Yesterday (21 January 2015), the World Economic Forum convened an hour-long panel discussion in cooperation with TIME to consider “what if robots go to war?” The session at the annual meeting in Davos, Switzerland featured four speakers: former UN disarmament chief Angela Kane, BAE Systems chair Sir Roger Carr, artificial intelligence (AI) expert Stuart Russell and robot ethics expert Alan Winfield.
Despite their different backgrounds, all the participants agreed that autonomous weapons systems pose dangers and require swift diplomatic action to negotiate a legally-binding instrument that draws the line at weapons not under human control. Killer robot concerns were raised in other panels, indicating a high level of interest in the topic at Davos.
The panelists were clear on what a killer robot is and what it’s not. Russell said that a fully autonomous weapon locates or selects a target and fires without human intervention. Carr explained that it would be able to identify and select a target, adjust its behavior if necessary, and deploy force [fire] without any human intervention. Kane observed there is not yet a formal a definition of fully autonomous weapon, but also cautioned states to “not spend too much time on it.”
Carr described “the potential of a $20 billion market” as some 40 countries race to develop autonomous weapons. The Campaign to Stop Killer Robots has listed at least six states as researching, developing, or testing autonomous weapons: US, China, Israel, South Korea, Russia, and the UK. To understand the difference it would help if Carr could elaborate on the criteria for and countries on the longlist.
All panelists agreed that keeping killer robots in the hands of responsible governments and out of the hands of non-state armed groups will be challenging if not impossible. Other strategic considerations include the so-called deterrence value, which panelists dismissed. Russell and Carr both observed that fully autonomous weapons will be not be able to abide by the laws of war, and no one made the case that they could meet international humanitarian law requirements.
Ethical and moral concerns were among the sharpest concerns articulated, perhaps most surprisingly from arms industry representative Carr, who said fully autonomous weapons would be “devoid of responsibility” and would have “no emotion or sense of mercy.” He warned “if you remove ethics and judgement and morality from human endeavour, whether it is in peace or war, you will take humanity to another level which is beyond our comprehension.”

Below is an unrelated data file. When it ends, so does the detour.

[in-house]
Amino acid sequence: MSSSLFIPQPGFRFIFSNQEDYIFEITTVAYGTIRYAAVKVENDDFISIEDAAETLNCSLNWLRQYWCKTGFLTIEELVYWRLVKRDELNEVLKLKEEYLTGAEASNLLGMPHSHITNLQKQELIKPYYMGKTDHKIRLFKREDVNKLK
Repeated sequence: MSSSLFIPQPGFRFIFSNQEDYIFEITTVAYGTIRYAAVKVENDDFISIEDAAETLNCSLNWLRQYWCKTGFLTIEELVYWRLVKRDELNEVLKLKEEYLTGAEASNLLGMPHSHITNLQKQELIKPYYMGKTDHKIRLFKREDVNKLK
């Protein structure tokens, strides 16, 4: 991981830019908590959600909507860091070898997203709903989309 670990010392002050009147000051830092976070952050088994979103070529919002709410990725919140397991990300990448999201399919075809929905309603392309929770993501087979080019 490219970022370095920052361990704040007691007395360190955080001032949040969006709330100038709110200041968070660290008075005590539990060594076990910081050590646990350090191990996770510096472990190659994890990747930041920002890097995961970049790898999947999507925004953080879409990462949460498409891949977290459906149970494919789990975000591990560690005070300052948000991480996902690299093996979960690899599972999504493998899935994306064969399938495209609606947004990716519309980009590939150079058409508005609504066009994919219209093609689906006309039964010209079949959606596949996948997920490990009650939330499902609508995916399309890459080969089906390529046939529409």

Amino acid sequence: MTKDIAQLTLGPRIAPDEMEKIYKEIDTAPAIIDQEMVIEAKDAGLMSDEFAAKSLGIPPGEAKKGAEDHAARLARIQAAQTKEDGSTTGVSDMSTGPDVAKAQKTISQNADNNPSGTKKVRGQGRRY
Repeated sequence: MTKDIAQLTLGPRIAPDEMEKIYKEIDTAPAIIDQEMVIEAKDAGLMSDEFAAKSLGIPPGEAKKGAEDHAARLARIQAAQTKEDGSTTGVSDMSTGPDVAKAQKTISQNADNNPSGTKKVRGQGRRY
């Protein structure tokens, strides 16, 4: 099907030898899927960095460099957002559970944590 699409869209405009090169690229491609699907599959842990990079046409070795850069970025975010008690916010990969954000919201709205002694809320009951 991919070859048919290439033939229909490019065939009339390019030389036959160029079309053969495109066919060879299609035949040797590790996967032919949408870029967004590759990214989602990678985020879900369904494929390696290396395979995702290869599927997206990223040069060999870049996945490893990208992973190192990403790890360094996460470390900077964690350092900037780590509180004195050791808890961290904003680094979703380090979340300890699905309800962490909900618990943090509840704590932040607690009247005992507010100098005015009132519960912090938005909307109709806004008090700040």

Winfield said it’s currently not technically possible to build an artificial system with moral agency. He said scientists ask why anyone would want to try as doing so crosses an “ethical red line.”
Panelists returned to the notion of human control several times, emphasizing its central importance in the emerging international debate. Carr said emphatically that BAE Systems and the UK government strongly believe that removing the human is “fundamentally wrong” and affirmed that nobody wants to allow machines to choose what, where, and how to fight.
Angela Kane, who is now a fellow with the Vienna-based Center for Disarmament and Non-Proliferation, described how states can use the Convention on Conventional Weapons (CCW) framework to negotiate another protocol on autonomous weapons. She criticized the pace of diplomatic deliberations in this forum since 2014 as “glacial” and encouraged the US to “take the lead” diplomatically and “elevate the debate” as France and Germany have being doing on killer robots at the CCW. Russell described the next 18 months to two years as critical in achieving a negotiating process. Carr repeatedly several times that “a line needs to be drawn” not least because others will likely use killer robots irresponsibly.
Carr described political leadership as a “big challenge” to getting traction to address killer robots because “the people who make judgements about legislation do not fully understand the challenge or process” and recommended engaging legislators in a risk education process. Winfield called on audience members and the public to contact their elected representative or member of parliament and tell them that killer robots are not acceptable for “we the people.”
Prior to and during the panel, Davos ran a three-question poll on killer robots. During the panel, the first results were presented, finding that 88% of people in the room at Davos and 55% outside agreed that if attacked they should be defended by autonomous weapons rather than by human “sons and daughters.” The panelists dismissed this finding as naive. Winfield said it revealed “extraordinary misplaced and misguided confidence in AI systems” because “even a well-designed robot will behave chaotically and make mistakes in a chaotic environment.” There is also concern the public buys into media hype about potential benefits and places too much trust in such systems, while generations are becoming desensitized to war by video games.
According to an article by Russell published on the 2016 Davos website, many members of the World Economic Forum’s Global Agenda Council on Artificial Intelligence and Robotics have joined more than 3,000 AI experts in signing a 2015 open letter calling for a ban on autonomous weapons.
The 2016 panel on killer robots is not the first time that Davos has considered the matter. In January 2015, a technology panel featuring Russell and Ken Roth of Human Rights Watch devoted considerable time discussing the matter.
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